An upcoming symposium at the University of Pittsburgh School of Law wants to focus on the legal gray areas of a big black rock.
Law students at Pitt have organized "Developing the Law of the Marcellus Shale," a day-long conference on the legal world of the Marcellus Shale, a massive rock formation lying under Pennsylvania and surrounding states that's being tapped by energy companies for the lucrative natural gas inside.
Most drilling has occurred in more rural parts of the state, in the counties that house Pitt's branch campuses. But as law firms add energy specialists and industry executives plan 40-year business plans, the organizers of Tuesday's symposium say they want to step into the controversial conversation and examine an unformed law.
The Tuesday event, which convenes industry representatives with professors and practicing attorneys, will run from 8 a.m. until 5 p.m. at the University Club on Pitt's Oakland campus. Registration is available at http://www.law.pitt.edu/events/2011/04/developing-the-law-of-the-marcellus-shale.
The symposium is open to the public, and organizers expect the crowd to hit the room's capacity of 200 people.
Indeed, a land rush by prospecting energy companies in the past few years seems to have been followed by a "land rush" of academics trying to make sense of the situation.
To find academics already steeped in the natural gas field, co-organizer Patrick Yingling, a third-year law student at the Law Review's articles editor, said his team turned to professors in Pittsburgh's "boom town" predecessors like Oklahoma and Kansas.
David Pierce of Washburn University School of Law in Topeka, Kan. will speak on the legal questions that can emerge from hydraulic fracturing, or "fracking," the process that's used to drill underground and extract gas. The drills can travel under several properties, and that raises questions about land rights and trespassing.
The state's energy development in the 1800s and early 1900s made landowners more savvy about the complications surrounding land ownership, like the separation of land rights and mineral rights, he said. It's not uncommon for a person to own a piece of land but not the gas that lies beneath it.
It can create a slew of legal complications as drilling permits are signed, said Mr. Pierce.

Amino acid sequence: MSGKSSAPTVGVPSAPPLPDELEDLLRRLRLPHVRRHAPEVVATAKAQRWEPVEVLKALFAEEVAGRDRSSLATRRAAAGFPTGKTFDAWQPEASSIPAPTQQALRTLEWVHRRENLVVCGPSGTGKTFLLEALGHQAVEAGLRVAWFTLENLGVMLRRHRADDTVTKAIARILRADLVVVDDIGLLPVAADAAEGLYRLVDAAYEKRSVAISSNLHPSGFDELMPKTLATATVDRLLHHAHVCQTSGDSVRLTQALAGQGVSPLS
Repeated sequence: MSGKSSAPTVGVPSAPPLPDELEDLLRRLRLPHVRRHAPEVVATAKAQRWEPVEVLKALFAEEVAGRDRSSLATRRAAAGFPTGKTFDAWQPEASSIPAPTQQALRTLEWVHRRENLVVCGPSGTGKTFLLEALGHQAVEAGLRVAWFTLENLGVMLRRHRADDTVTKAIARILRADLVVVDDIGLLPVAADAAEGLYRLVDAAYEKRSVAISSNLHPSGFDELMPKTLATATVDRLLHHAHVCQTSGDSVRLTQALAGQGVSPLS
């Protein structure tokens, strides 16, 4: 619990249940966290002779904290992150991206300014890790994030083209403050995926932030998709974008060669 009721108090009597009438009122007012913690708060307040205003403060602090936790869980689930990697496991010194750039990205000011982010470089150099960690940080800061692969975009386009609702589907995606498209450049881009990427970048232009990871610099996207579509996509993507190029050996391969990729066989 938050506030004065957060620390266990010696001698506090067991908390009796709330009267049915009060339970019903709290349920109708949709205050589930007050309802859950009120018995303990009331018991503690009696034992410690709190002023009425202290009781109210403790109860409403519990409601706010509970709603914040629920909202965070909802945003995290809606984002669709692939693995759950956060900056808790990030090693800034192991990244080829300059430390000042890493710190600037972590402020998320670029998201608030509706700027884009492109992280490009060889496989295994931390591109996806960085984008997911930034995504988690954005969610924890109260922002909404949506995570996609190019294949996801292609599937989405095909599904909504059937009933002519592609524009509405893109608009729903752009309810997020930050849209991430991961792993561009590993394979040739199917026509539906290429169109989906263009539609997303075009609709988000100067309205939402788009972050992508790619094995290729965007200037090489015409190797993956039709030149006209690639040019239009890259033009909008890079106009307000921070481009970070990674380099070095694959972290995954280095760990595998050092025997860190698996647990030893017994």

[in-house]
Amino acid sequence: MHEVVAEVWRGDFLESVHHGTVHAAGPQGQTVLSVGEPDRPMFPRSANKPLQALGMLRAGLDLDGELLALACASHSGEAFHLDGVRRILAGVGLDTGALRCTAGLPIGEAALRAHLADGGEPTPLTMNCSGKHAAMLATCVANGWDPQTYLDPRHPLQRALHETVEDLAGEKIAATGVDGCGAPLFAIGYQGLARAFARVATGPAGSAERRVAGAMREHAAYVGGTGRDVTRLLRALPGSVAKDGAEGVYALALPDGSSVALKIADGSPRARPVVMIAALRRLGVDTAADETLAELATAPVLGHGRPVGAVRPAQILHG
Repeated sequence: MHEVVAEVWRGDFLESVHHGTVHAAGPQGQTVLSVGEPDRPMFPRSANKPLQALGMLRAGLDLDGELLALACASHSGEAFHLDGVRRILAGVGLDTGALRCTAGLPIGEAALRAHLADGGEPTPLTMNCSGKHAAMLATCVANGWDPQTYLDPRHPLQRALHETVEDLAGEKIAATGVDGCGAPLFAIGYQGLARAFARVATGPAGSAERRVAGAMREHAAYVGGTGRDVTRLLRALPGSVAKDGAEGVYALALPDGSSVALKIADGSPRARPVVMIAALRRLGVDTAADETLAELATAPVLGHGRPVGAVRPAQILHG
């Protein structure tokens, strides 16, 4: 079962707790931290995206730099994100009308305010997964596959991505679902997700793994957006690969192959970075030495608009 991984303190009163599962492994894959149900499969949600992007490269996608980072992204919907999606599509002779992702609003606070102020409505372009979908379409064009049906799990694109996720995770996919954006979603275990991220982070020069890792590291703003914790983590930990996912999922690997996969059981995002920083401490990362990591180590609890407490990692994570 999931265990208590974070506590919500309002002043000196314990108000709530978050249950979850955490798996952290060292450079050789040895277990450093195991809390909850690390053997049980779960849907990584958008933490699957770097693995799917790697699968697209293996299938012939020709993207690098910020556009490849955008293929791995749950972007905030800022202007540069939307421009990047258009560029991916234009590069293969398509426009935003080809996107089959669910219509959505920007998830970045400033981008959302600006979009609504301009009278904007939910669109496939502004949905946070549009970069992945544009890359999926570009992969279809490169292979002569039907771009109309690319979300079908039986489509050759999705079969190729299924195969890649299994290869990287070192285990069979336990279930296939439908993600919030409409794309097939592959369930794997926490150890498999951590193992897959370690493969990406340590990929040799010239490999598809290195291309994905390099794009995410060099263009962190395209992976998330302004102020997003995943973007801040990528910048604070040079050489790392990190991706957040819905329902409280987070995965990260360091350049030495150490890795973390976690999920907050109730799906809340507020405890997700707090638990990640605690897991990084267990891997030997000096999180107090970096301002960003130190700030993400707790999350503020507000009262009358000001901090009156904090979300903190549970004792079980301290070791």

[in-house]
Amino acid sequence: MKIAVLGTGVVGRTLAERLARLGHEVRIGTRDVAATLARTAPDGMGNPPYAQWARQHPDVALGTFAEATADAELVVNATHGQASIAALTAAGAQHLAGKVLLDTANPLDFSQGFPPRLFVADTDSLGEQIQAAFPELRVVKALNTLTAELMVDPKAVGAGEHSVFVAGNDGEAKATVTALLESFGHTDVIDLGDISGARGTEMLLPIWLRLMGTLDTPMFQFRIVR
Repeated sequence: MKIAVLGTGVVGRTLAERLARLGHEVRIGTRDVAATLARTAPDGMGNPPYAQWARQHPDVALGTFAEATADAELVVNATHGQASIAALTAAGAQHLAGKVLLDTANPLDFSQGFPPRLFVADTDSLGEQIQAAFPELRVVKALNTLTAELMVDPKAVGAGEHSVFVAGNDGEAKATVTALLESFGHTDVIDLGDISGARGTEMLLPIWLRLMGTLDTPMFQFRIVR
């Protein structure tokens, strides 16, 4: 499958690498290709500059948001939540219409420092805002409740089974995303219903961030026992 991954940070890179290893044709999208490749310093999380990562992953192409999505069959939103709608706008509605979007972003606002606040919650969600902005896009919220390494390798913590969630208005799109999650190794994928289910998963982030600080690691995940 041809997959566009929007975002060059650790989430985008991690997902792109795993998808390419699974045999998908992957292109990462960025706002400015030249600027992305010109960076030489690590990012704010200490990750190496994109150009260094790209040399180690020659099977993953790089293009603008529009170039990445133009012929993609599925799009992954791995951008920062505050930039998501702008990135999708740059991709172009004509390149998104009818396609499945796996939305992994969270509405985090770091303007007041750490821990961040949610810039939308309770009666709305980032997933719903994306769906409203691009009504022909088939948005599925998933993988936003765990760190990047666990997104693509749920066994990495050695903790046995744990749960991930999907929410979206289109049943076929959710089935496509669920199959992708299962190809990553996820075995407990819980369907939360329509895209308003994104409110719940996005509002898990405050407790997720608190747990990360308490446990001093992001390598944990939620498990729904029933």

"You're basically taking a body of law developed at the turn of the century and evaluating it when you're trying to deal with more contemporary problems," he said.
Catching the law up to speed "can take decades," said Mr. Pierce, which is often much slower than excited energy companies want to move. In February, 448 permits to drill gas wells were registered with the state Department of Environmental Protection.
The symposium lineup also features some familiar industry proponents who will make a case for shale development.
The opening speaker, Lt. Gov. Jim Cawley, was tapped by Gov. Tom Corbett to chair the governor's Marcellus Shale Advisory Commission. And the keynote address will be delivered by Kathryn Klaber, who heads the Marcellus Shale Coalition industry group and has become a fixture at natural gas forums across the state.
The industry hasn't been as embraced by Allegheny County as it has in other parts of the state. Fracking and other controversial industry practices prompted Pittsburgh City Council to declare a city-wide moratorium on drilling in November 2010.
Stepping into an issue as divisive as shale drilling can be tricky for an institution that prizes academic freedom and objectivity, said Law School Dean Mary Crossley.
Schools like Penn State and Cornell University in Ithaca, N.Y. have become leading voices in the shale conversation -- and set themselves up as prime targets for advocates who see an agenda in their research.
"You can't always control how people perceive you," said Ms. Crossley.
But as debates heat up around Pittsburgh over drilling in Allegheny County, Ms. Crossley said the university should step in as an objective "convenor" for all people studying the shale landscape.
"It would be a mistake to say that we shouldn't play any role in this very important dialogue because that risk exists," she said.
Ms. Crossley and the law school faculty have another reason to acquaint students with the topic: a rapidly expanding job market in energy law. In recent months, area firms like Babst Calland and Pepper Hamilton LLP have boosted their ranks with energy law specialists.
Mr. Yingling, who will accept a position at Reed Smith upon graduation, said he hopes to pursue Marcellus Shale litigation with the firm.
He has some pro bono experience from traveling to his hometown in rural Clearfield County.
There, "when you tell people you're going to law school, the first thing they ask you is if you know anything about the Marcellus Shale," he said.
Erich Schwartzel: firstname.lastname@example.org or 412-263-1455.